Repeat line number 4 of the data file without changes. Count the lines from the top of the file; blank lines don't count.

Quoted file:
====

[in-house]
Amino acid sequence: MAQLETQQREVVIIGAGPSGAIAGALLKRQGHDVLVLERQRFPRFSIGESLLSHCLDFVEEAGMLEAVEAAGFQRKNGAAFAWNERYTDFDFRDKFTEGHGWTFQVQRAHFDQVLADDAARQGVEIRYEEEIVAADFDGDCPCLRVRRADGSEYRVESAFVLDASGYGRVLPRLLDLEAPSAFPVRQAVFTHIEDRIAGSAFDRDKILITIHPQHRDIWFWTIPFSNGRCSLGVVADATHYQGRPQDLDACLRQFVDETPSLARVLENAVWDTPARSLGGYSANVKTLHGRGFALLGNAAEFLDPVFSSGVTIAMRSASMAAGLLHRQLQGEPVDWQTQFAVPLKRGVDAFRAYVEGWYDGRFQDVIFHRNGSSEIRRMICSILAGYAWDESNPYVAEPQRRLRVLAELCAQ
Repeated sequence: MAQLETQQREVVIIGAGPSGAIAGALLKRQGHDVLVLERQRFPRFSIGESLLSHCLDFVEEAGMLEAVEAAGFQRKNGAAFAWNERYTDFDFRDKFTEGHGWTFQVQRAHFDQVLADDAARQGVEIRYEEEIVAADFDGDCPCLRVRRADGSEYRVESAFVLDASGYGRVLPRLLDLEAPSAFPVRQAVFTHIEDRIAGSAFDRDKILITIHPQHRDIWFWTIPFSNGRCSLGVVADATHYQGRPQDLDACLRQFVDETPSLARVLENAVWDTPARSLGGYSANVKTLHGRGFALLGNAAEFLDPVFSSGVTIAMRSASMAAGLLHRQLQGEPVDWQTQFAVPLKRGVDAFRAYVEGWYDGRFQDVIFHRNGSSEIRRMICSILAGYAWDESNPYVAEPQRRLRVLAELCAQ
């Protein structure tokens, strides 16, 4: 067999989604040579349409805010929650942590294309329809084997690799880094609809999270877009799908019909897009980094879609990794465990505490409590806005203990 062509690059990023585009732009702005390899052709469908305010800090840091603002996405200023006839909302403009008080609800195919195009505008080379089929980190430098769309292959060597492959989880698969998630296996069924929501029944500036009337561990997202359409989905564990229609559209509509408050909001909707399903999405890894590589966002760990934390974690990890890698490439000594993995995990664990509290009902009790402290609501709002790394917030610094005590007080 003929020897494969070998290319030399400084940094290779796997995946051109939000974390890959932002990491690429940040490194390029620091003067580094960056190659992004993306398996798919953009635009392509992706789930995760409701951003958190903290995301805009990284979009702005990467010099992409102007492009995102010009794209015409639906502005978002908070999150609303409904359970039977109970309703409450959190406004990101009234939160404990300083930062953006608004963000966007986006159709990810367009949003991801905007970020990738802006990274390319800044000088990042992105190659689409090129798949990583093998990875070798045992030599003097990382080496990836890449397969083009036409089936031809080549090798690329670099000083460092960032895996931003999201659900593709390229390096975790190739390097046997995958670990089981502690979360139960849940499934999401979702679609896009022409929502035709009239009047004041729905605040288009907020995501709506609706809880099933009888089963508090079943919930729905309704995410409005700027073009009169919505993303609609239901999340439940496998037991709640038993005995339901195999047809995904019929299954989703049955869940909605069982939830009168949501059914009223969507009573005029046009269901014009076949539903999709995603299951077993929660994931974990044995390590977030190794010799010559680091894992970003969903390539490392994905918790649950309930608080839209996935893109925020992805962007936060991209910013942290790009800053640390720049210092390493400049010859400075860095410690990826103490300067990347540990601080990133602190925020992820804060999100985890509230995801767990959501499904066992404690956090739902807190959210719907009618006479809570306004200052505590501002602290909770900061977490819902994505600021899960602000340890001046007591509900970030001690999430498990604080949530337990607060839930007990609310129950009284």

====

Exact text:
């Protein structure tokens, strides 16, 4: 067999989604040579349409805010929650942590294309329809084997690799880094609809999270877009799908019909897009980094879609990794465990505490409590806005203990 062509690059990023585009732009702005390899052709469908305010800090840091603002996405200023006839909302403009008080609800195919195009505008080379089929980190430098769309292959060597492959989880698969998630296996069924929501029944500036009337561990997202359409989905564990229609559209509509408050909001909707399903999405890894590589966002760990934390974690990890890698490439000594993995995990664990509290009902009790402290609501709002790394917030610094005590007080 003929020897494969070998290319030399400084940094290779796997995946051109939000974390890959932002990491690429940040490194390029620091003067580094960056190659992004993306398996798919953009635009392509992706789930995760409701951003958190903290995301805009990284979009702005990467010099992409102007492009995102010009794209015409639906502005978002908070999150609303409904359970039977109970309703409450959190406004990101009234939160404990300083930062953006608004963000966007986006159709990810367009949003991801905007970020990738802006990274390319800044000088990042992105190659689409090129798949990583093998990875070798045992030599003097990382080496990836890449397969083009036409089936031809080549090798690329670099000083460092960032895996931003999201659900593709390229390096975790190739390097046997995958670990089981502690979360139960849940499934999401979702679609896009022409929502035709009239009047004041729905605040288009907020995501709506609706809880099933009888089963508090079943919930729905309704995410409005700027073009009169919505993303609609239901999340439940496998037991709640038993005995339901195999047809995904019929299954989703049955869940909605069982939830009168949501059914009223969507009573005029046009269901014009076949539903999709995603299951077993929660994931974990044995390590977030190794010799010559680091894992970003969903390539490392994905918790649950309930608080839209996935893109925020992805962007936060991209910013942290790009800053640390720049210092390493400049010859400075860095410690990826103490300067990347540990601080990133602190925020992820804060999100985890509230995801767990959501499904066992404690956090739902807190959210719907009618006479809570306004200052505590501002602290909770900061977490819902994505600021899960602000340890001046007591509900970030001690999430498990604080949530337990607060839930007990609310129950009284």